In this residency Jude worked with the second grade classrooms of Mr. Pitrone and Mr. Walp. Here the focus was on using video production and animation to help students visually and verbally articulate their problem solving process and empower the 2nd graders to teach other Union City students math and reading skills.

The first few days of the residency were spent learning the stop motion animation process. The class split into small groups and together chose spelling words to animate. Students first identified helpful spelling rules, then using the words definition, described how the word would walk using animation.

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To further emphasize the importance of making small movements, students created their own flip books to take home and created another animation, this time using shapes.

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The culminating project was a video production that showcased the second grader's knowledge of math and reading skills. The students created a narrative where Mr. Pitrone and Mr. Walp were pitted against one another in the 2nd Annual Robot Competition. Through the production, the second graders set out to teach other Union City students about reading and math.

Laboratory of Mr. P and Mr. W Part 1 from JMS Residency on Vimeo.


Laboratory of Mr. P and Mr. B part 2 from JMS Residency on Vimeo.


Laboratory Mr. P and Mr. W Part 3 from JMS Residency on Vimeo.


First, they wrote a script for the opening scenes. Once the theme of the movie was established (a robot competition) we brainstormed the sequence of events, characters, and setting and came up with each character's lines.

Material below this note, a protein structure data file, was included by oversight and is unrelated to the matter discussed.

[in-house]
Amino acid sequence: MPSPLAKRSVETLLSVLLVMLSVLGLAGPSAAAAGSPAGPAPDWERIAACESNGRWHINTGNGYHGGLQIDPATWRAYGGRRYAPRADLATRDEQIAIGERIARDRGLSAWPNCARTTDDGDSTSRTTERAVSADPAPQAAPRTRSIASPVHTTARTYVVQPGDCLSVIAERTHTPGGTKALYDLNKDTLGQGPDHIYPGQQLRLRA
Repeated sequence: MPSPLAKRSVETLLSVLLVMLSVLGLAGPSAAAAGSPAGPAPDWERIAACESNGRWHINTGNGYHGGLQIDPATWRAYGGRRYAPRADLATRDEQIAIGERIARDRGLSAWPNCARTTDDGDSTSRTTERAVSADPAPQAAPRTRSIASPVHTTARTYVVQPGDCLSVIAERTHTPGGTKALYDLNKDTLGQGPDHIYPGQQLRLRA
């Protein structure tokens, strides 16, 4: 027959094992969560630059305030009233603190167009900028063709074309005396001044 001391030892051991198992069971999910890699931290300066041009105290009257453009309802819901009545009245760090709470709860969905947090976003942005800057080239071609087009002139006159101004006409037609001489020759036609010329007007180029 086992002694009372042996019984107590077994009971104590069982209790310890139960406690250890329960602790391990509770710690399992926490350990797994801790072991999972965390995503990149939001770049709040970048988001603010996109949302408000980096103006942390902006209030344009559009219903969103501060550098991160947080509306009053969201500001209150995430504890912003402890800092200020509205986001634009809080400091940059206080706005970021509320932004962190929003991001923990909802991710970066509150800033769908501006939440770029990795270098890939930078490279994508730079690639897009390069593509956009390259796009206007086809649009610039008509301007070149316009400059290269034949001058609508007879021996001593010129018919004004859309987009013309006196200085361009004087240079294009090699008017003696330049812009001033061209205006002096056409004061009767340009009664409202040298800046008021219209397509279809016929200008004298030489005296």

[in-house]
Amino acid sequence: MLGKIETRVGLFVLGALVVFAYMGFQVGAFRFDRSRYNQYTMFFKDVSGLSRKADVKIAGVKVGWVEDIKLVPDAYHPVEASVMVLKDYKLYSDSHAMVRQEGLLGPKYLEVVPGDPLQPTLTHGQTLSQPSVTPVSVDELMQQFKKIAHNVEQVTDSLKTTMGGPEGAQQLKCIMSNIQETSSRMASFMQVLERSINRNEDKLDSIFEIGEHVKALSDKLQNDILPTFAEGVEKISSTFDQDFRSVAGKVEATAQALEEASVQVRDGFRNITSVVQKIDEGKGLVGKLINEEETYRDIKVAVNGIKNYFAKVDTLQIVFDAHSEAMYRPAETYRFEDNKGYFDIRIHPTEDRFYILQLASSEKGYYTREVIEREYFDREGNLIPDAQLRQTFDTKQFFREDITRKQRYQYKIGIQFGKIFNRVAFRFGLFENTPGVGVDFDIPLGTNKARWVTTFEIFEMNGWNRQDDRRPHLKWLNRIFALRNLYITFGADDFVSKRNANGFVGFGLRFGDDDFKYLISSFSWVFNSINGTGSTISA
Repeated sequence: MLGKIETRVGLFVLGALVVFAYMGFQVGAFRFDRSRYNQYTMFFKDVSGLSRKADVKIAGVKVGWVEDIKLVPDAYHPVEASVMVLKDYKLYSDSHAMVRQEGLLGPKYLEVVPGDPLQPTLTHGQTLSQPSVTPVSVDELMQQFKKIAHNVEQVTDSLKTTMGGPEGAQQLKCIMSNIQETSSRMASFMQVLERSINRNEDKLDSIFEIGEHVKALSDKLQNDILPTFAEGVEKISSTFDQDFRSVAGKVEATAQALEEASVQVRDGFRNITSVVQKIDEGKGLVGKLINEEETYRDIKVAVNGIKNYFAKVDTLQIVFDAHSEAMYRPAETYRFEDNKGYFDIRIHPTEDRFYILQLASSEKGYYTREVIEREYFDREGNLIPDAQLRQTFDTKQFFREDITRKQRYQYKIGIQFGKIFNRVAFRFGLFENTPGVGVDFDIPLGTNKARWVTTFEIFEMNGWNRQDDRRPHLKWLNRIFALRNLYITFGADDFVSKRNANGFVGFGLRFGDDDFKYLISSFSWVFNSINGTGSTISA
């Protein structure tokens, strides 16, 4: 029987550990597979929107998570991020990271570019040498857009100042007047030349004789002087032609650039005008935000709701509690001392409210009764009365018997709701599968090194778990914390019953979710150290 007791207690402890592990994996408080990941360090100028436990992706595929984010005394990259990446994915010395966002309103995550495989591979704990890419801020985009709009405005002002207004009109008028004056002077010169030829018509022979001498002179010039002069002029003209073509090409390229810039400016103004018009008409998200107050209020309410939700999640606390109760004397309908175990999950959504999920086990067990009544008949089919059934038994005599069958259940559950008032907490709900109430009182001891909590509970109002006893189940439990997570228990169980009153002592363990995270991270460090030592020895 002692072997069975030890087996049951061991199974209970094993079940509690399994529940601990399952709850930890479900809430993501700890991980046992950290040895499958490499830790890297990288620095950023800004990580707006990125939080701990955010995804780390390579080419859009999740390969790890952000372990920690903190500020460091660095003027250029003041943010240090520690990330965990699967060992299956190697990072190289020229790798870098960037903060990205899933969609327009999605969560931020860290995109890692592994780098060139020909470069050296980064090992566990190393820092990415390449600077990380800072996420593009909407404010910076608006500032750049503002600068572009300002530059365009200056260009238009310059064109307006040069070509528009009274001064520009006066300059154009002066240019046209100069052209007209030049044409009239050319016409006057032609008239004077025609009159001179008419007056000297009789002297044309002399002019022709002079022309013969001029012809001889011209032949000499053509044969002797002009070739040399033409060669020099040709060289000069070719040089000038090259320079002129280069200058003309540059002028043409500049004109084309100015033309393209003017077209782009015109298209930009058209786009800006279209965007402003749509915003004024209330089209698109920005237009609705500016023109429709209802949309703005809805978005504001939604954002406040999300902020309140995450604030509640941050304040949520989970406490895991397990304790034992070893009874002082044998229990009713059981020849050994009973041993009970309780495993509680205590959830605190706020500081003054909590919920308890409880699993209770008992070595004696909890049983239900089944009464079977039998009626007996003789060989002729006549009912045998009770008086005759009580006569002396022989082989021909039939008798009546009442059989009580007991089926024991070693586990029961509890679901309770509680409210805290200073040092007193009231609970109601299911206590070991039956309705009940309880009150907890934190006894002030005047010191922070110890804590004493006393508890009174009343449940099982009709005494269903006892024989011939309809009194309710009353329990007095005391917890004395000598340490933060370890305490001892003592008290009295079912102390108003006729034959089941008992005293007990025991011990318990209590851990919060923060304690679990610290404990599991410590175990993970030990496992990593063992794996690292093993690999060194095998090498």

Then, we created storyboards based on our screenplay. Students also created storyboards for their favorite book to practice sequencing.

Next, we learned about video production. We had four jobs, Director, Assistant Director, Sound Guy/Girl, and Camera Person. Each student took a turn doing each job and together we filmed the first scenes of our movie.

Once the story started to take shape, we created our robots!

Our next step was to teach our robots about reading and math. Students chose math and reading concepts they felt the robot should know and using video cameras interviewed each other about their problem solving process. Both students and teachers modeled this process for a few days before our interviews were clear and informative.

Finally we put everything together and had a world premiere for students, teachers, and parents!

Planning Date: October 11th
Teaching Artist observes the school culture and classrooms: October 13th
Residency Dates:
October: 17, 18, 19, 25, 26; November: 2, 7, 8, 9, 16, 17, 18, 21, 22, 30; December: 1, 2, 7, 8, 9
Reflection Date (To be facilitated by an Art Specialist at the end of the residency): December 16
Residency Planning Documents

(Please upload copies of your residency planning documents here. They will include the Residency Planning Guide, Residency Plan Worksheet, Residency Observation for Artists, and Standards Based Lesson Plans. To find blank copies of these forms, visit the Useful Forms page of the wiki.)